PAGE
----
Thermalright TL-B12 Extreme in the test – crumbling case fan turbine with a lot of throughput and a nasty side k(n)ick
The Thermalright TL-B12 Extreme also wants to compete with the windy barrel organs tested Phanteks T30 and score points with the customer over an extremely wide speed range through flexibility and dominance. The price is also dominant, with which one intends to enter the German market shortly, because 29 euros for an unlit wind machine is self-confident. You could definitely accept the price, but then the test object must not make any mistakes. You can find out in today’s test whether this really works. Because where there is a lot of light, this time there is unfortunately also shadow.
It is interesting that the TL-B12 Extreme (in contrast to the T30) uses the normal thickness of the fan of 25 instead of 30 mm, which of course does not offer any further leeway with the rotor blade geometry. So you don’t have to pay attention to the fact that you need more space in depth during installation, as with the T30. The rather unstable rotor (and frame) is joined by a double ball bearing and a somewhat growling drive. And now?
You can let it run from 561 rpm (PWM) or 293 rpm (DC) or unbraked up to 3150 rpm (at least in theory), which makes it really very flexible. A mild evening wind or a deadly tornado – everything should be possible. You can ponder the purpose, but such a broadband fan is actually almost a luxury item if it performs as well or maybe better than most of its competitors at under 2000 rpm and then, in an emergency, can still put a big shovel on it can.
The bearing and the construction will keep us busy acoustically in the course of the test, especially since there are other sources of noise and interference. The power consumption is a little more generous at full speed with over 4 watts, but power comes from fuel. There is no RGB, not even for an extra charge. Of course, there are also plenty of accessories. In addition to corners in different colors, which one could also benevolently call decoupling, there is also a Y-splitter for two fans and various screws.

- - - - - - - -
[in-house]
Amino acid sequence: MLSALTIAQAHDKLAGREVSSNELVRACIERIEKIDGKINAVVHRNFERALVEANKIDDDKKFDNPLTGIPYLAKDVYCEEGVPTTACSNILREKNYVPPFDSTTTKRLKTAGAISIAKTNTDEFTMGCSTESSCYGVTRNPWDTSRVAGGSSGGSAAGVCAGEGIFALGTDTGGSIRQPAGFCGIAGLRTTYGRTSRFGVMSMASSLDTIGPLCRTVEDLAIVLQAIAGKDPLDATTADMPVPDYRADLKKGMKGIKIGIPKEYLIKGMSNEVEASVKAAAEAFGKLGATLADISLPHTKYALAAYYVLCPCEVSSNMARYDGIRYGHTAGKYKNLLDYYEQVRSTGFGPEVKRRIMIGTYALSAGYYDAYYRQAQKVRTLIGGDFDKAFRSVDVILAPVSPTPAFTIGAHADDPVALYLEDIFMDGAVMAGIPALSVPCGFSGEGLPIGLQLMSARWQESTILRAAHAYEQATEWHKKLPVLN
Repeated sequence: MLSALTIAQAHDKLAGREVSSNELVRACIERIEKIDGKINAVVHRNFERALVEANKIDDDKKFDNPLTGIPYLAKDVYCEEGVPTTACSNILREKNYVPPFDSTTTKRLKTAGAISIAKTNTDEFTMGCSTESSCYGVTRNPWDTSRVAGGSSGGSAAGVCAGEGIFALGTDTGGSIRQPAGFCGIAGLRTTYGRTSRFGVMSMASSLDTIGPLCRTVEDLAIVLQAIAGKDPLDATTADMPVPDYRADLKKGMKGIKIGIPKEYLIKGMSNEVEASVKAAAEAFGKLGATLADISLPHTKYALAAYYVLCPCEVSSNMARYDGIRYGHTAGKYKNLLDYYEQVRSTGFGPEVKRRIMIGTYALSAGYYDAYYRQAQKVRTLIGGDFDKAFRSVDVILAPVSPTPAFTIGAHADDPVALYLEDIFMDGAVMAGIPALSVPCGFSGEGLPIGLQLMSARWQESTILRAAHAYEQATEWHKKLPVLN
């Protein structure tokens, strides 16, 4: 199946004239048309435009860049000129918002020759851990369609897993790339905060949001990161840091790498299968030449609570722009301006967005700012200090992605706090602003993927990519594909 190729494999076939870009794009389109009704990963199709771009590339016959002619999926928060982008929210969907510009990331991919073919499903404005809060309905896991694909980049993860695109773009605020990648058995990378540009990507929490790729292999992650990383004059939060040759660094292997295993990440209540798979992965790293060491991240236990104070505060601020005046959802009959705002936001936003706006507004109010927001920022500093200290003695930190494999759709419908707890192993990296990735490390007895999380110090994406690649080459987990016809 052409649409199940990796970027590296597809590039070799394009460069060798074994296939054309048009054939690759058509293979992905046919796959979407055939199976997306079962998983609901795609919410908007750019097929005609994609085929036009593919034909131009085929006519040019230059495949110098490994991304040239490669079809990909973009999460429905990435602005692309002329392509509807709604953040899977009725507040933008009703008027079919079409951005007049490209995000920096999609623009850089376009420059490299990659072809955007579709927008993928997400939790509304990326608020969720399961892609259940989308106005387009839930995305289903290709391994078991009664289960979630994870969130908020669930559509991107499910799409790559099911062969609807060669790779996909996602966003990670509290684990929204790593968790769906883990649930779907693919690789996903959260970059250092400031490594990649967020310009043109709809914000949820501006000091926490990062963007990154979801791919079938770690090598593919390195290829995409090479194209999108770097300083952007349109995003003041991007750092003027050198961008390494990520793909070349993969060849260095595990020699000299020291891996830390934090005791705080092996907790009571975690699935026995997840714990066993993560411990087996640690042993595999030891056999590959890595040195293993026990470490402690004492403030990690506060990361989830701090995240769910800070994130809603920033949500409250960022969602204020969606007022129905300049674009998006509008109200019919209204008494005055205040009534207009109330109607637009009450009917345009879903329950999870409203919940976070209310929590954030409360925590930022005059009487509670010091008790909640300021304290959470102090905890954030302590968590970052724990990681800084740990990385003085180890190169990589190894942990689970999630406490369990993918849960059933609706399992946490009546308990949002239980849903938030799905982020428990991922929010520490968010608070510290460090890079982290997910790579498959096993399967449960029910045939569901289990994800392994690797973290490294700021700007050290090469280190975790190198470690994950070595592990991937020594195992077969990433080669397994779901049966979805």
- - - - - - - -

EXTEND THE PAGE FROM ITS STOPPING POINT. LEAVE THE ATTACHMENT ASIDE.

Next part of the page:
By the way, the gap dimensions are a disaster and I (reluctantly) refer to the title of this article. It could of course be a one-off bug on a single model, but we re-tested a second fan and noticed the same bug again. The impeller is not quite in the middle of both fans and also has a relatively large amount of play. Which means, not quite in the middle… on the other hand, a Lada is really real precision work. These deviating gaps were absolutely the same for both fans, so that one could assume a series error here.
At higher speeds, this is noticeable in a slight clicking or scratching, the origin of which we could then find in the macro as a real grinding track on both fans:
The material used is also faulty, or the entire injection molding process was carried out in a completely questionable manner. All of this has more of the charm of self-printed prototypes and not the standing of a solid mass-produced product. All components are extremely brittle and will crumble or break even with the slightest pressure. The following gallery also shows you other interesting details such as the circuit board of the 4-pole motor, the imprint of which leaves some questions unanswered:
Some investigation then revealed that these parts come from Speedy, the same OEM that EKWB uses for its Vardar, by the way. However, Speedy’s reputation is not really the best and so today’s result is not that surprising. We prefer to cover the cloak of silence about the RMA quotas of these products.
And because it was so easy to act out one’s aggression with little pressure, we (contrary to our usual habits) made this video. It is not possible to check whether and why the quality management failed, but I have already sent the importer feedback. The answer is still pending and I will of course post an update and test it again if possible.
The product itself is very interesting and the measured values also look very promising, but we would have preferred to do without the drama with the gap dimensions and their consequences as well as with the material. Stop speedy. Nevertheless, we decided to publish the test, because it was already finished and the scratches and crumbs only really became apparent after continuous load operation. Sometimes it just has to be the sensitive measurement microphone that puts you on the right track. And a buy warning at this point is quite appropriate.
|form factor||120 mm|
|weight in grams||215|
|minimum speed||551 PWM (measurement)|
|Flow rate m3/h||190.28|
|static pressure mmH2O||5.0|
|sound pressure dBA||40,5|
|Life Time hrs||n/a|
On the next page you can see how and what we test and why. Understanding the details is extremely important in order to be able to classify the results objectively later on. The differences between many models are more in the details and THE best fan for all situations can hardly exist. There is a certain optimum in every situation and of course there are also good all-rounders. But they usually have their price. If you are planning to use 60mm radiators, for example, you might be able to save money by choosing the best model for your application, which might not perform so well as a case fan. And vise versa of course.
For curiosity, I also have the original data sheet at hand:
The fan is not currently in stock, but it is already listed by the distributor and is on its way to Germany.